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Choosing Between Bad and Worse

Rob Kunzig | 25 Jul 2011 10:00
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In contrast, gunfights in Far Cry 2 feel like short, brutal poems. There are only so many ways to wipe out a militia checkpoint; whether you come from the east with a sniper rifle or from the west with a shotgun, it's going to end in gore. With no political or moral context to tidy up the screaming - and there's a lot of screaming, especially when somebody starts a brushfire - the mayhem rises in stark relief, shifting from thrilling to unsettling. Far Cry 2 loves rubbing your face in the horror.

Whether you come from the east with a sniper rifle or from the west with a shotgun, it's going to end in gore.

In a land where the guns have been sold and re-sold several times over decades, it's fitting that combat should come stripped of options. According to The Jackal, choice is a first-world luxury. Applying it to Africa is ludicrous. When asked by a journalist why he sells guns instead of humanitarian wares, like radios or car parts, the arms dealer turns the question around: gun manufactures in America are unionized, right? Protected jobs, full salaries with benefits? That kid assembling an FM handset in a Bangladeshi sweat shop - does he get a union salary? Is that fair, ethical or sane?

"You start thinking about morality," he says, "that's insane."

The journalist asks The Jackal why he doesn't choose sides, designate a good and destroy the evil. Again, bad idea: If he only armed one of the two factions, The Jackal says, he'd lose half his business, and more civilians would die in the swift and gruesome endgame. Better for business to keep both sides in d├ętente.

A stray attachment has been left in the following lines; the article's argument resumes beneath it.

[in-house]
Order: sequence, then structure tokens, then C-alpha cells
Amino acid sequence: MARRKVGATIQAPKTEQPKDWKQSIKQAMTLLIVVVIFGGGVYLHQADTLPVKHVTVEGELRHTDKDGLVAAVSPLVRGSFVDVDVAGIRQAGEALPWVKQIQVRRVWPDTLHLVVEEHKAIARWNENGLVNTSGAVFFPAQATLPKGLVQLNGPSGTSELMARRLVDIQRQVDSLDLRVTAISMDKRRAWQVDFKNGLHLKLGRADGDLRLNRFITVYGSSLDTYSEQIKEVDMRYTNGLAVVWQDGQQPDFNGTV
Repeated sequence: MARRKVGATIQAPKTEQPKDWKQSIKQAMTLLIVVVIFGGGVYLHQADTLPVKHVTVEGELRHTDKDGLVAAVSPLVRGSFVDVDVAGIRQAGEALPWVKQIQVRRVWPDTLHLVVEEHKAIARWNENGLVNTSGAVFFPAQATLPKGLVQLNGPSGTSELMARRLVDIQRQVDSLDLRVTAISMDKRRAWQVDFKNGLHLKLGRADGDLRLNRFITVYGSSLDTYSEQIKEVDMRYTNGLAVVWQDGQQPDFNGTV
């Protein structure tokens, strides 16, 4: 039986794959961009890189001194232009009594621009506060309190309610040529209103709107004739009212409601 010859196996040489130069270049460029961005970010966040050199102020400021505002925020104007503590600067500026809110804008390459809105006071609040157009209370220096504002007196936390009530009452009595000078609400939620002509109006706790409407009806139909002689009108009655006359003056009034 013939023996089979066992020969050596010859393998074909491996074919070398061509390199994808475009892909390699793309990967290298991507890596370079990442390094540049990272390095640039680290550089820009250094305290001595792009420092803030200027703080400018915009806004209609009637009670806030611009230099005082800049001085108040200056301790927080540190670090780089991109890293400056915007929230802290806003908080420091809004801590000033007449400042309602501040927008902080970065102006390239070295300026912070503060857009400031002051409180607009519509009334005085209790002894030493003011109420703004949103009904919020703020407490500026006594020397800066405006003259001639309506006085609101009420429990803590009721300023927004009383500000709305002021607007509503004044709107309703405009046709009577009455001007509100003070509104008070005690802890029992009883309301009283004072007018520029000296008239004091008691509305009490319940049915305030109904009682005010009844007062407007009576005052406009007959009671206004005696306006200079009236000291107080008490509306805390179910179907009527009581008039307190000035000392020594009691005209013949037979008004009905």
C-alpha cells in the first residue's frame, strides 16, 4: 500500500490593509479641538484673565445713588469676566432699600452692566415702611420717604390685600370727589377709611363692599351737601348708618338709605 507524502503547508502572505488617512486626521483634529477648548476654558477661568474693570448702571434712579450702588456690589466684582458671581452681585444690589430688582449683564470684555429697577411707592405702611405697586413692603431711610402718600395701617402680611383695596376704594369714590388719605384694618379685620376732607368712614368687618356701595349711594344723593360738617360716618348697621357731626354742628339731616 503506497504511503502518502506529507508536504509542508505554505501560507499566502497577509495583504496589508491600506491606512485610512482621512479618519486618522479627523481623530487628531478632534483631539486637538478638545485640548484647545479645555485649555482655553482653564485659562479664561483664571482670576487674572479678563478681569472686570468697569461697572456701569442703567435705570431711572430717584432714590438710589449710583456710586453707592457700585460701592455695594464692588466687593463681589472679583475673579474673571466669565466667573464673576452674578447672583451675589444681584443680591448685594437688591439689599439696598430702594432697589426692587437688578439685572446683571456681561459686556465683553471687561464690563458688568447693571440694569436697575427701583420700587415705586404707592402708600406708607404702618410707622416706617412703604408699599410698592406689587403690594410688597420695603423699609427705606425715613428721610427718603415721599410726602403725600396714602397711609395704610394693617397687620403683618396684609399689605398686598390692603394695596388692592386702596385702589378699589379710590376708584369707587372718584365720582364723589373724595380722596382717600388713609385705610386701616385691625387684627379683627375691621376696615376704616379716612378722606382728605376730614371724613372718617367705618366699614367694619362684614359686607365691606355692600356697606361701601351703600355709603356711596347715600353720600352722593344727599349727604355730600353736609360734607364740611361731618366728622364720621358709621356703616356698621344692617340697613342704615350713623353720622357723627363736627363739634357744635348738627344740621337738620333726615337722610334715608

Players can try to pick sides, but Far Cry 2 forces them to take missions from both factions. It hardly matters; no matter what you choose, you can count on dabbling in war crimes. Wrinkle your nose at the assassination, and you'll only be forced to blow up a stockpile of anti-malarial medication.

Trying to play as a do-gooder is useless and self-defeating. You can spend hours ferrying passports with exit visas to refugees in hiding, but you'll never get them out of the country without completing the morally hideous main quest. The road to freedom, it turns out, is paved and paid for with atrocities.

Paradoxically, it's hard to feel any sense of moral outrage in Far Cry 2. Militia thugs don't wave flags or spout manifestos. The odd propaganda poster blends in with the rest of the graffiti. Killing a soldier doesn't mean choosing an ethos or a particular gameplay path; it only means progressing to the next gunfight. Even if the player could choose, what would be their criteria?

Players are free to roam the land by foot, jeep or fan boat, but the ability to choose how you travel is irrelevant if you can't choose why. The missions only get bleaker, and the freedom of movement quickly becomes a mockery of your lack of choice. Take the road. Take the river. Marvel at kilometers of savannah basking in the African sunset, and take your time: All roads end in armed checkpoints, and in this country, there's no such thing as friendly territory. Even the cease-fire zones are only a shot away from tipping into mayhem.

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